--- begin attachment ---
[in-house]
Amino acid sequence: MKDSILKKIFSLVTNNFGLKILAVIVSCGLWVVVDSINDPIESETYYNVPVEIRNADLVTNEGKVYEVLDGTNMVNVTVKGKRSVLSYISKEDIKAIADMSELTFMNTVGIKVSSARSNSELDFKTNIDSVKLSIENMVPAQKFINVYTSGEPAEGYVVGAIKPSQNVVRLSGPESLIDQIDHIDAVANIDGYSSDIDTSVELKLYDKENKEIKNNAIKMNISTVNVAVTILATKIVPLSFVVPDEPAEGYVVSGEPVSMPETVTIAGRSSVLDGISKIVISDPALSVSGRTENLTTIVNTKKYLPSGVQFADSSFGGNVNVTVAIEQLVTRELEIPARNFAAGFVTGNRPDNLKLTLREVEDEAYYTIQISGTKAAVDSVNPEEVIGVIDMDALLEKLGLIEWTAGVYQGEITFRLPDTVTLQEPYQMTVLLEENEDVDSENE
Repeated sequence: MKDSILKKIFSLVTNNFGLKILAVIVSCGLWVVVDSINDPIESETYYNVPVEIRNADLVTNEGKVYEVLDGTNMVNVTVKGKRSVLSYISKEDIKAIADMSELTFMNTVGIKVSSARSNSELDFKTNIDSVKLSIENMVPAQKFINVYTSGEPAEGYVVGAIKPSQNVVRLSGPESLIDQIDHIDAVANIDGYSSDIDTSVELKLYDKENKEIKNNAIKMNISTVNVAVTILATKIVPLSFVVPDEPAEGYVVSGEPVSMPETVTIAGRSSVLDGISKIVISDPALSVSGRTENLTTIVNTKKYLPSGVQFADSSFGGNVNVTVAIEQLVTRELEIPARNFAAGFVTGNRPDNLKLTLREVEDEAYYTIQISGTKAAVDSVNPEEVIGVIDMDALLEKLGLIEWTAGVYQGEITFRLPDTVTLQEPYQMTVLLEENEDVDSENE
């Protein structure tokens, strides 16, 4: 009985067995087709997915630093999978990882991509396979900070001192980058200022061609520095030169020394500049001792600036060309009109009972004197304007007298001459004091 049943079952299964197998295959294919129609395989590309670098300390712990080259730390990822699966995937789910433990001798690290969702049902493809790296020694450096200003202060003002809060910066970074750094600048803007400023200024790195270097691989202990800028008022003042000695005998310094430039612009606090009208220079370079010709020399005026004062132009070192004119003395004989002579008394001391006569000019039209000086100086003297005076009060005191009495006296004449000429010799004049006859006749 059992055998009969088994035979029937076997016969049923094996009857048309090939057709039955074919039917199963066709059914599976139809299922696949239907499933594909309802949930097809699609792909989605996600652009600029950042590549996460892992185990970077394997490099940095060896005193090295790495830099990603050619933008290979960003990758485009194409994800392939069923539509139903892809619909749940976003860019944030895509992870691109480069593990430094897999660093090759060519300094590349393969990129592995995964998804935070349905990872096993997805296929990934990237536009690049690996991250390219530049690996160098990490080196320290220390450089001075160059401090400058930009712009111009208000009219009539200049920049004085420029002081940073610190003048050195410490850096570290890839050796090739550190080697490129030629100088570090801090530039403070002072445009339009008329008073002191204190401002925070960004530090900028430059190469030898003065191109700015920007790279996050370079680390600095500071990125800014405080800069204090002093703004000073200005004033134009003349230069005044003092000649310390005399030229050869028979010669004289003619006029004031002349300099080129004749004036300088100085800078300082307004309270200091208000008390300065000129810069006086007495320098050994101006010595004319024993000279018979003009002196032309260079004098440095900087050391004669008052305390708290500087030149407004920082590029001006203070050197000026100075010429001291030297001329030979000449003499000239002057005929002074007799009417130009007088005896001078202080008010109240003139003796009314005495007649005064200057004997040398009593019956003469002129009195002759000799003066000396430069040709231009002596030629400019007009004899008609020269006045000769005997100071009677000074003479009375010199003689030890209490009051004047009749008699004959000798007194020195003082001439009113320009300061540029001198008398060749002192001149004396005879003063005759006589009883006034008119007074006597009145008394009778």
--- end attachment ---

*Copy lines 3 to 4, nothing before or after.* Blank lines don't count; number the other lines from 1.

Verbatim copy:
Repeated sequence: MKDSILKKIFSLVTNNFGLKILAVIVSCGLWVVVDSINDPIESETYYNVPVEIRNADLVTNEGKVYEVLDGTNMVNVTVKGKRSVLSYISKEDIKAIADMSELTFMNTVGIKVSSARSNSELDFKTNIDSVKLSIENMVPAQKFINVYTSGEPAEGYVVGAIKPSQNVVRLSGPESLIDQIDHIDAVANIDGYSSDIDTSVELKLYDKENKEIKNNAIKMNISTVNVAVTILATKIVPLSFVVPDEPAEGYVVSGEPVSMPETVTIAGRSSVLDGISKIVISDPALSVSGRTENLTTIVNTKKYLPSGVQFADSSFGGNVNVTVAIEQLVTRELEIPARNFAAGFVTGNRPDNLKLTLREVEDEAYYTIQISGTKAAVDSVNPEEVIGVIDMDALLEKLGLIEWTAGVYQGEITFRLPDTVTLQEPYQMTVLLEENEDVDSENE
């Protein structure tokens, strides 16, 4: 009985067995087709997915630093999978990882991509396979900070001192980058200022061609520095030169020394500049001792600036060309009109009972004197304007007298001459004091 049943079952299964197998295959294919129609395989590309670098300390712990080259730390990822699966995937789910433990001798690290969702049902493809790296020694450096200003202060003002809060910066970074750094600048803007400023200024790195270097691989202990800028008022003042000695005998310094430039612009606090009208220079370079010709020399005026004062132009070192004119003395004989002579008394001391006569000019039209000086100086003297005076009060005191009495006296004449000429010799004049006859006749 059992055998009969088994035979029937076997016969049923094996009857048309090939057709039955074919039917199963066709059914599976139809299922696949239907499933594909309802949930097809699609792909989605996600652009600029950042590549996460892992185990970077394997490099940095060896005193090295790495830099990603050619933008290979960003990758485009194409994800392939069923539509139903892809619909749940976003860019944030895509992870691109480069593990430094897999660093090759060519300094590349393969990129592995995964998804935070349905990872096993997805296929990934990237536009690049690996991250390219530049690996160098990490080196320290220390450089001075160059401090400058930009712009111009208000009219009539200049920049004085420029002081940073610190003048050195410490850096570290890839050796090739550190080697490129030629100088570090801090530039403070002072445009339009008329008073002191204190401002925070960004530090900028430059190469030898003065191109700015920007790279996050370079680390600095500071990125800014405080800069204090002093703004000073200005004033134009003349230069005044003092000649310390005399030229050869028979010669004289003619006029004031002349300099080129004749004036300088100085800078300082307004309270200091208000008390300065000129810069006086007495320098050994101006010595004319024993000279018979003009002196032309260079004098440095900087050391004669008052305390708290500087030149407004920082590029001006203070050197000026100075010429001291030297001329030979000449003499000239002057005929002074007799009417130009007088005896001078202080008010109240003139003796009314005495007649005064200057004997040398009593019956003469002129009195002759000799003066000396430069040709231009002596030629400019007009004899008609020269006045000769005997100071009677000074003479009375010199003689030890209490009051004047009749008699004959000798007194020195003082001439009113320009300061540029001198008398060749002192001149004396005879003063005759006589009883006034008119007074006597009145008394009778």